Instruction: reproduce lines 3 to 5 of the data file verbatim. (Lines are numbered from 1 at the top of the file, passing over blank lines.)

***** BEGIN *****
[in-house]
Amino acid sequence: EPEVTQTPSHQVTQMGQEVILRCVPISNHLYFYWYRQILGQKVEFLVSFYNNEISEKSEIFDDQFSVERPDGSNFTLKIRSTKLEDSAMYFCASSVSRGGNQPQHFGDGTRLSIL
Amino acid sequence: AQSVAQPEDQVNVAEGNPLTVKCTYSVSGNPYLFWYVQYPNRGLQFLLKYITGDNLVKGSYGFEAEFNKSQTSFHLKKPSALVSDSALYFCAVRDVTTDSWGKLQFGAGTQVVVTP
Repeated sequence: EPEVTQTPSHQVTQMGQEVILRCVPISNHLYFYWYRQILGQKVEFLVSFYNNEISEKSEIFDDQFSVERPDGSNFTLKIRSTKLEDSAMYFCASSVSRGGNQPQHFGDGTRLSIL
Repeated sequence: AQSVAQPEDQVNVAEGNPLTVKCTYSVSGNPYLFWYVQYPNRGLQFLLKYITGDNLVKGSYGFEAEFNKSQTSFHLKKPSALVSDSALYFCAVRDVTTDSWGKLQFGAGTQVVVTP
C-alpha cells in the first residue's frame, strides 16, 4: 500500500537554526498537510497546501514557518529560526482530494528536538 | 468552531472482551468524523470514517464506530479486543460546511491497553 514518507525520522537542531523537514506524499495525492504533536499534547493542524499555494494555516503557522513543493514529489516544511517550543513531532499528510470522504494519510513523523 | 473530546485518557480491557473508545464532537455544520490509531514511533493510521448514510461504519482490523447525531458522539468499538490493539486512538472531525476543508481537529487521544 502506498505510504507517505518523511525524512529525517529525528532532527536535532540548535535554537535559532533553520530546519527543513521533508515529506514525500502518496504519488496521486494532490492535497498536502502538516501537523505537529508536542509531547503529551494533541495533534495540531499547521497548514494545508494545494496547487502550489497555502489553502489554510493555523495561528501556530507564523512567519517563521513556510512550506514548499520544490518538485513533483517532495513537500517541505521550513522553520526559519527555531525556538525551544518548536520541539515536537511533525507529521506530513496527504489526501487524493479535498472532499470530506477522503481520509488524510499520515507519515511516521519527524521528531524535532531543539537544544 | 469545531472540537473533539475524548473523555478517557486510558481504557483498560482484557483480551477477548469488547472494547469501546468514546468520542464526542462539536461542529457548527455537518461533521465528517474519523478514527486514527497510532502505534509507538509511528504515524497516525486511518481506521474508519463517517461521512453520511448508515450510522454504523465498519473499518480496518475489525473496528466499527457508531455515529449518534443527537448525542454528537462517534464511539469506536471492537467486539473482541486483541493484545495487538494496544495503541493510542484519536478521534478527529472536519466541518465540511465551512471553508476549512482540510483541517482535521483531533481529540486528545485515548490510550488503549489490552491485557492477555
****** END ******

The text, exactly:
Amino acid sequence: AQSVAQPEDQVNVAEGNPLTVKCTYSVSGNPYLFWYVQYPNRGLQFLLKYITGDNLVKGSYGFEAEFNKSQTSFHLKKPSALVSDSALYFCAVRDVTTDSWGKLQFGAGTQVVVTP
Repeated sequence: EPEVTQTPSHQVTQMGQEVILRCVPISNHLYFYWYRQILGQKVEFLVSFYNNEISEKSEIFDDQFSVERPDGSNFTLKIRSTKLEDSAMYFCASSVSRGGNQPQHFGDGTRLSIL
Repeated sequence: AQSVAQPEDQVNVAEGNPLTVKCTYSVSGNPYLFWYVQYPNRGLQFLLKYITGDNLVKGSYGFEAEFNKSQTSFHLKKPSALVSDSALYFCAVRDVTTDSWGKLQFGAGTQVVVTP